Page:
IWC ‘Mark XI’ Big Pilot watches take flight in titanium and bronze


IWC Schaffhausen is building on its heritage of making watches for the British armed forces with the release of a Big Pilot’s Watch 43 Spitfire inspired by the field watches it made for the country’s Royal Air Force in the post-World War II years.

Over the past century, IWC has produced numerous watches for different branches of the British military, characterized by reliable movements, functional designs with easily legible dials, and purpose-built technical features such as soft-iron inner cases to provide protection against magnetic fields.

One of the best loved is the Mark XI, a navigation watch engineered in 1948 for the British Royal Air Force.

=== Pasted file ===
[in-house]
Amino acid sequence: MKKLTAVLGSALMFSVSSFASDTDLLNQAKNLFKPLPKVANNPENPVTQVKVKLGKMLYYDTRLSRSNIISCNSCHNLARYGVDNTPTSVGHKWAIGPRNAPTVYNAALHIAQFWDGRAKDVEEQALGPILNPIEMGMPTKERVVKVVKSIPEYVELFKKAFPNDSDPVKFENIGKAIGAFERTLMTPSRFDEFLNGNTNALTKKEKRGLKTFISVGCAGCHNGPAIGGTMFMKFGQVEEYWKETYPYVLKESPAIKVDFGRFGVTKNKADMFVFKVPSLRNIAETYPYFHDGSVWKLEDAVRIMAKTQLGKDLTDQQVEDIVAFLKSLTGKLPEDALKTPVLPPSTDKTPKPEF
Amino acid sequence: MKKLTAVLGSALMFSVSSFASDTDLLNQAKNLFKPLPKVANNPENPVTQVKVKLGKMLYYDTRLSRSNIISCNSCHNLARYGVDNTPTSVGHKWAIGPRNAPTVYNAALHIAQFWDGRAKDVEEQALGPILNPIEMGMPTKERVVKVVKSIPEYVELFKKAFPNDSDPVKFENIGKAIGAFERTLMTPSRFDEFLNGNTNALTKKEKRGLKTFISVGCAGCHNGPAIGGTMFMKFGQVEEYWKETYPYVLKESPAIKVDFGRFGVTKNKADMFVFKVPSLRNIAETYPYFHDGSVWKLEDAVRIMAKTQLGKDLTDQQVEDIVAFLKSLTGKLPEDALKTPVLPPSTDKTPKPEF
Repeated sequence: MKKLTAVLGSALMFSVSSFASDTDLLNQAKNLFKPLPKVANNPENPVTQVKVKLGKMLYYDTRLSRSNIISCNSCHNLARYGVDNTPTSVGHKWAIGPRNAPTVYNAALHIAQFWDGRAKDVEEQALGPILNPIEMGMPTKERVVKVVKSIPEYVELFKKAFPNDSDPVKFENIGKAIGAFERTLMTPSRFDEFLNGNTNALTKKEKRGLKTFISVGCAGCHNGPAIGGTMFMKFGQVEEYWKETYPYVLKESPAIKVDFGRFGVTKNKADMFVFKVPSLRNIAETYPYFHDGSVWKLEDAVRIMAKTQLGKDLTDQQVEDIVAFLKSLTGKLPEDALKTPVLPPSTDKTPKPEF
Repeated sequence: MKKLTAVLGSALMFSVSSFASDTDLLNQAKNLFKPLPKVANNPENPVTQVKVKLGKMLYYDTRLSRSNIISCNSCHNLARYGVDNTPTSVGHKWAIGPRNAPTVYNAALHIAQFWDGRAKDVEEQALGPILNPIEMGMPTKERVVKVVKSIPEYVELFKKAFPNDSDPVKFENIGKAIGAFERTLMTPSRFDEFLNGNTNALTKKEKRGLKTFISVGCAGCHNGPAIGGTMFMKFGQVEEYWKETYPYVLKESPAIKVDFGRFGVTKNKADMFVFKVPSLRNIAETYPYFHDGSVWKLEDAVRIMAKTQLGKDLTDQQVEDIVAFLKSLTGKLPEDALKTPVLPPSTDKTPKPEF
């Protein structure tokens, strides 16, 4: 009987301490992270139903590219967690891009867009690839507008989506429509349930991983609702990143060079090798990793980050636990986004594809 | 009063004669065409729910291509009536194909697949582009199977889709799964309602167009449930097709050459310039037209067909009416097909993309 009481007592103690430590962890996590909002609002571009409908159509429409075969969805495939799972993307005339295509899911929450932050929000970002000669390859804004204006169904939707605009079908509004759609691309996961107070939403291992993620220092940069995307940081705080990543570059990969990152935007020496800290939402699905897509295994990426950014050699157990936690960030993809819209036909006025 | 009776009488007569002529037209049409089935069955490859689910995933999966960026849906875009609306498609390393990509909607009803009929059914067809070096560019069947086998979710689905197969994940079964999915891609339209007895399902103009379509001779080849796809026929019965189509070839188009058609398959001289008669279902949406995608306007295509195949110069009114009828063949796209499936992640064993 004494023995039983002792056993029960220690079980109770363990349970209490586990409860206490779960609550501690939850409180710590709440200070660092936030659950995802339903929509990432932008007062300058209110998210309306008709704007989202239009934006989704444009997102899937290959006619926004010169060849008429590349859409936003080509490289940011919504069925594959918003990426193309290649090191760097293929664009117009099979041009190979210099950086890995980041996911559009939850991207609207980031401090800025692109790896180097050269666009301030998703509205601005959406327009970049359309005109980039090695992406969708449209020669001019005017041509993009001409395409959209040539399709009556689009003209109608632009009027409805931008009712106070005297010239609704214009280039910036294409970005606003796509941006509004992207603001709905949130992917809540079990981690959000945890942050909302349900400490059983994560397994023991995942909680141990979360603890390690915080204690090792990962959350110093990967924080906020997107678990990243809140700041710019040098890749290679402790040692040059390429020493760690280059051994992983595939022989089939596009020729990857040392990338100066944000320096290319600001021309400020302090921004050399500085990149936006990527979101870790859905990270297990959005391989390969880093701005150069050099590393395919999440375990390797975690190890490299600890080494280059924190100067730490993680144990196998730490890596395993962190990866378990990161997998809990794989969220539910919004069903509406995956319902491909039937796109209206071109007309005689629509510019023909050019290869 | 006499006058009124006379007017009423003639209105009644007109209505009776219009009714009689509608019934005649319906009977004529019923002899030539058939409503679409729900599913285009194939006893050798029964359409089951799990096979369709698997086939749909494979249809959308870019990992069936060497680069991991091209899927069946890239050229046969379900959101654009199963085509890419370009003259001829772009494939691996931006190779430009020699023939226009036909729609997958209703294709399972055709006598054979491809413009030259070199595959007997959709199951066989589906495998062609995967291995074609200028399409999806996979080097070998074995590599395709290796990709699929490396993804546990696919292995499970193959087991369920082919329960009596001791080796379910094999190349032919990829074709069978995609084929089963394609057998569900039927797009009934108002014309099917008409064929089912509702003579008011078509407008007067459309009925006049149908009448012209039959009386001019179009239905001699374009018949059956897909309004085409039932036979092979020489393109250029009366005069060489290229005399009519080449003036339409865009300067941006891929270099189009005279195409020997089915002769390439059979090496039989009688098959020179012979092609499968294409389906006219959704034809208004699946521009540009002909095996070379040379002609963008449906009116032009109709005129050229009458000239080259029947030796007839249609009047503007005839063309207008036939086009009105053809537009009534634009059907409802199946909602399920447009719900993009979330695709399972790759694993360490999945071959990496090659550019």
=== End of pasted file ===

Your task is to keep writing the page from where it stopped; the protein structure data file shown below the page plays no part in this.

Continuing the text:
The new Big Pilot’s Watch 43 Spitfire — one in bronze, the other in titanium — are descendants of the Mark XI and its contemporaries.

The titanium piece, priced at $8,950, has a black dial inspired by historical observation watches where only the minutes and seconds are printed in white on the outer ring, while the hours appear smaller and in a more discreet grey print on the inner ring.

Traditionally, this layout made it easier for pilots and navigators to read the minutes and seconds at just a glance.

A $9,350 model in bronze, which will develop a darker patina over time, comes with a military green dial and gold-plated hands.

Both 43mm watches use IWC’s manufacture 82100 automatic movement with 60 hour power reserve, which is protected by a titanium case back carrying an etching of a Spitfire seen from above.

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